On that note, it really must be said that watching this entire series just feels like watching nothing but filler. Heck, the filler even has filler. And while the show does have its funny or laughable moments, many of the jokes have just not aged well. The repetitive nature of instigation and conflicts becomes difficult to bear after watching a few episodes. On a positive note however, due to the non-linear nature of the show, every episode does feel significantly different, and viewers will feel like being shown a new experience or adventure with every viewing.


In the whole series, there are only really 3 characters worth noting:

-I.M. Weasel.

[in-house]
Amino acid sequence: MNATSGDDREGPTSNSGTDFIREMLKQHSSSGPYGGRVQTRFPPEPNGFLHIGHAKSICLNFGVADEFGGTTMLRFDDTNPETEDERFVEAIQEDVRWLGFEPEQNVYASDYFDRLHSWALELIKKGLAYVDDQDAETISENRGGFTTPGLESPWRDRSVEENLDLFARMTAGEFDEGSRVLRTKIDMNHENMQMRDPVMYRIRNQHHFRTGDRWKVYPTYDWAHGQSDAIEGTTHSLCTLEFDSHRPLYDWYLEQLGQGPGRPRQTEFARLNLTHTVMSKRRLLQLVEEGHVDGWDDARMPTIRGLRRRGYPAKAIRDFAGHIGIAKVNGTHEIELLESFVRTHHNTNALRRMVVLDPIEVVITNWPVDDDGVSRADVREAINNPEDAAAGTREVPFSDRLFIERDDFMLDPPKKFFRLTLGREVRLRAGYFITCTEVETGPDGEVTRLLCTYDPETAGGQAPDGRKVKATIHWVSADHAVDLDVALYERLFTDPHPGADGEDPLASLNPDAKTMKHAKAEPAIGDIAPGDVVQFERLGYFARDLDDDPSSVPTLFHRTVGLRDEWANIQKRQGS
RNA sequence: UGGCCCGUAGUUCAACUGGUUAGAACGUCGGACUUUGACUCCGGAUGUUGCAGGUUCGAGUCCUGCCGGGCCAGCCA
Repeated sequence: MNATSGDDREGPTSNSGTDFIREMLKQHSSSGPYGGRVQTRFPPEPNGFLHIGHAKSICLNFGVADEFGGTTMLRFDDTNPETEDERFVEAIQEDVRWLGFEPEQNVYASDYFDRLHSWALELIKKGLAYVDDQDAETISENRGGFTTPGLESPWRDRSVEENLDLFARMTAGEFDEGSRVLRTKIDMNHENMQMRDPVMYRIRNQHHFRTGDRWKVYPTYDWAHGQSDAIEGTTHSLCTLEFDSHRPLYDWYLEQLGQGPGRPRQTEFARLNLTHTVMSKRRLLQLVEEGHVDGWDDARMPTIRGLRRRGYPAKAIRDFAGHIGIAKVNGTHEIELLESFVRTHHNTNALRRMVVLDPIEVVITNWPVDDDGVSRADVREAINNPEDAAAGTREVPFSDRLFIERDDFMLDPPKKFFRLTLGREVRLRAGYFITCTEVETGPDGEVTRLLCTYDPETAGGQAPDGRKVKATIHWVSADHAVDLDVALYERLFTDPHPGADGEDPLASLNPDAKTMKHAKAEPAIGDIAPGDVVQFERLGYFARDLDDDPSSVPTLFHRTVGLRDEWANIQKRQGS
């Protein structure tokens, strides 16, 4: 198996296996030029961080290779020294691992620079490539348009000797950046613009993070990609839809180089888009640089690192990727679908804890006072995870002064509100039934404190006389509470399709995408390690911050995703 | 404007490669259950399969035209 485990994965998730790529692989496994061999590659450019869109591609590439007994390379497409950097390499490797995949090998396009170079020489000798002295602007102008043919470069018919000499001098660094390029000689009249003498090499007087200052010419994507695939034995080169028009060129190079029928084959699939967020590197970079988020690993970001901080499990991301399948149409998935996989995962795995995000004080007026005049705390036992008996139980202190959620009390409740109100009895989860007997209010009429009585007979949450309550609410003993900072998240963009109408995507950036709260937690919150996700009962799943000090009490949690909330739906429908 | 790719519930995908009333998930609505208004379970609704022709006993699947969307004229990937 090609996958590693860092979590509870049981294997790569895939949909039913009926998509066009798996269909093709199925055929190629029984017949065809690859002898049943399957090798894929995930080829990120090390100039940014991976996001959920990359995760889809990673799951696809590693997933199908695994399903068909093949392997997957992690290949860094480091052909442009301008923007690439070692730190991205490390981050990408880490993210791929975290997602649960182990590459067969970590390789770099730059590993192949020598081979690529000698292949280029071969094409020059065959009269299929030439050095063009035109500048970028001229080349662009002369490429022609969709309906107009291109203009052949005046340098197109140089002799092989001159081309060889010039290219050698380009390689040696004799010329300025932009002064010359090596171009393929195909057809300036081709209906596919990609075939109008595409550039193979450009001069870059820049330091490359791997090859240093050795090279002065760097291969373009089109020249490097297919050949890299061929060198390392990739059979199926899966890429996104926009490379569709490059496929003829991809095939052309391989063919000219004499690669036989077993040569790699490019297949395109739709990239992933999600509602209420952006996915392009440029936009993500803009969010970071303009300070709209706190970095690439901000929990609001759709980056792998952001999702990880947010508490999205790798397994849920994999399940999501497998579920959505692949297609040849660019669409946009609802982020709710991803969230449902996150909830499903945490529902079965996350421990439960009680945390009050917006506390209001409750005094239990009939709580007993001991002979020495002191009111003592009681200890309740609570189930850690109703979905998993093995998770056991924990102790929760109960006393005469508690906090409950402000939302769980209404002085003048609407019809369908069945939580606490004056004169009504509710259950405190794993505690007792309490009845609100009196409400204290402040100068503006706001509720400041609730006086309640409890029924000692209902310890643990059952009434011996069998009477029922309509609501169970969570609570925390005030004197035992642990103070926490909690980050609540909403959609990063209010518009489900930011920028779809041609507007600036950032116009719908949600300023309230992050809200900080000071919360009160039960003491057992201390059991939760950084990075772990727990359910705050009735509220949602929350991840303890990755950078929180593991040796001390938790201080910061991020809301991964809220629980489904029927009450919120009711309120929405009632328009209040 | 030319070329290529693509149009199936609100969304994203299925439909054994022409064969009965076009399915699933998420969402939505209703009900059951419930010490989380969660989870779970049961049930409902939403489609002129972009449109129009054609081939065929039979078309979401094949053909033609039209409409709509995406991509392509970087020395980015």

I am Weasel is supposed to be the relatable protagonist of the series. He’s quick-witted, smart, logical and skilled at every field he applies himself too. Something of a perfectionist. That said, it should be noted that this degree of skill and logic is partially attributed to the generic stupidity of the rest of the cast, including bystander and extra characters. As far as the plot of each short story is concerned, Weasel exists generally as a way to solve the problems that I.R creates for himself, or for the rest of the world. Occasionally however, his relative smarts make him worse off for it. For example, in the first episode “I R Terraformer” Weasel finds himself at a depressed loss when his efforts to create a space colony are rendered moot by termites. As a viewer we know that Weasel will attempt to fix a problem, but occasionally his self-righteousness can get in the way of real progress. Although he is respectable for his selflessness, overall he is not exactly an entertaining or overly appealing character. This is mostly due to the “holier than thou” role he portrays.